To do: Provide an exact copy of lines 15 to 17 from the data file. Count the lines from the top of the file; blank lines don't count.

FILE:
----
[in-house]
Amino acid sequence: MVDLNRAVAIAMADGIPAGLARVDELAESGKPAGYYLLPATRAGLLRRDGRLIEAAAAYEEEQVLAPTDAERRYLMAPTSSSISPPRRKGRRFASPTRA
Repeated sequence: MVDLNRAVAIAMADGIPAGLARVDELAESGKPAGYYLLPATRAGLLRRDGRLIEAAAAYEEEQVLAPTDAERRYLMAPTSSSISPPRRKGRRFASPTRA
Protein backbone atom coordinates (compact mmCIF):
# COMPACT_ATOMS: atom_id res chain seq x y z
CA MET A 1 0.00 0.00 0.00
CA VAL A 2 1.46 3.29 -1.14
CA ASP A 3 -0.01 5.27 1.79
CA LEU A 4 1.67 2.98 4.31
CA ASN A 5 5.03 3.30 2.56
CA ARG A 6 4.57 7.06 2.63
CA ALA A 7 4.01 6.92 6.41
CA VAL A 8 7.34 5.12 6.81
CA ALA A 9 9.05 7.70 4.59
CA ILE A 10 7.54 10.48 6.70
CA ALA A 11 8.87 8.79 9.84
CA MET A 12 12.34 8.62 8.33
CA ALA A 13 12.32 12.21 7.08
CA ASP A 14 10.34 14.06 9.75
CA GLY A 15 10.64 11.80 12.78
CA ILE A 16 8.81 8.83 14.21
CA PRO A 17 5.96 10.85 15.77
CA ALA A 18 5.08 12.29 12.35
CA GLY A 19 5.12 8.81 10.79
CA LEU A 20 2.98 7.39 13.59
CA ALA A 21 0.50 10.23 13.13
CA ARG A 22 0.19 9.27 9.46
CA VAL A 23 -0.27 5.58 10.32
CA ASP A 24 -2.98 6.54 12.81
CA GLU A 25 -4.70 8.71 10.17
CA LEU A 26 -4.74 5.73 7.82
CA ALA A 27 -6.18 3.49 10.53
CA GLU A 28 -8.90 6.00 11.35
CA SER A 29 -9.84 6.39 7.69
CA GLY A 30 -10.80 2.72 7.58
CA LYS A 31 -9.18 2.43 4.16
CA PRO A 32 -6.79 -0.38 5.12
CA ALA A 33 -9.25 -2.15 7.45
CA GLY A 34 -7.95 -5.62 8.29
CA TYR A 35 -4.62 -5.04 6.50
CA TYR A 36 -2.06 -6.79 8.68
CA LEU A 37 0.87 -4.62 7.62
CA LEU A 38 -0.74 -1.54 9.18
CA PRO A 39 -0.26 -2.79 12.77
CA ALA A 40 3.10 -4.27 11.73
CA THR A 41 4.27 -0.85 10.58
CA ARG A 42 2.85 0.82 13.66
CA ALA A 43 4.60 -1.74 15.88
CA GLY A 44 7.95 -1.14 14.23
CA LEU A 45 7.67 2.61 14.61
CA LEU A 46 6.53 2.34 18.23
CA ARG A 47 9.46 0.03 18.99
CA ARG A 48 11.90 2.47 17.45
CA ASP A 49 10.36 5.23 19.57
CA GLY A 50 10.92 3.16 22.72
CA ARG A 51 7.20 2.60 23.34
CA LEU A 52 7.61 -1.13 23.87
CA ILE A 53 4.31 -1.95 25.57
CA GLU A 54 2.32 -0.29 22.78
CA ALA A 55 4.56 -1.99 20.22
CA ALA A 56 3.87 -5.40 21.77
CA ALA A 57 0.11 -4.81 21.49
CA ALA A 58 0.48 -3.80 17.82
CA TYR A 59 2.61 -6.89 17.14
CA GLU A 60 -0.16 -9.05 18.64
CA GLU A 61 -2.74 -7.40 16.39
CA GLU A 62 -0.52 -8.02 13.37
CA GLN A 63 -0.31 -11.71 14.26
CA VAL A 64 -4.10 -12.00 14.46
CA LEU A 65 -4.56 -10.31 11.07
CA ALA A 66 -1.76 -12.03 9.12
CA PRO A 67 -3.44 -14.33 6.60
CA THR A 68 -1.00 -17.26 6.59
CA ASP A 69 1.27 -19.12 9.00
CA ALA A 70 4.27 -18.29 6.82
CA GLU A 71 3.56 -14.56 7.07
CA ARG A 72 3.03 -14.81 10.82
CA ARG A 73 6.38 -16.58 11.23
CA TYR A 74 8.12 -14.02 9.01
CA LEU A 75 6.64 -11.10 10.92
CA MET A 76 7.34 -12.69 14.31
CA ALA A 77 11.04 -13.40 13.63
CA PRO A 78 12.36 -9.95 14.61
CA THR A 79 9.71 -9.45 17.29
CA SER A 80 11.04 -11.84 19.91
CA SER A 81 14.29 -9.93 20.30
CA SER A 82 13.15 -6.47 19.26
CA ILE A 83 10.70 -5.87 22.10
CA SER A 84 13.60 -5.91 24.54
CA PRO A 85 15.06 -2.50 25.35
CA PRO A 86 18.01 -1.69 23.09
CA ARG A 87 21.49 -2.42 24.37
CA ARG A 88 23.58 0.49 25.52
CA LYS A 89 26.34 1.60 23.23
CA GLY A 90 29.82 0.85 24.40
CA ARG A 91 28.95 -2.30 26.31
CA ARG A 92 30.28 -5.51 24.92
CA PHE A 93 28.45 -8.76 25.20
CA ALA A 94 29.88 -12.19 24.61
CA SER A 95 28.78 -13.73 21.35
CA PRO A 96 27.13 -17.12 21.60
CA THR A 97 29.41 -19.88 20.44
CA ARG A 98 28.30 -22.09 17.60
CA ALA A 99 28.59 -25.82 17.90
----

CA ILE A 10 7.54 10.48 6.70
CA ALA A 11 8.87 8.79 9.84
CA MET A 12 12.34 8.62 8.33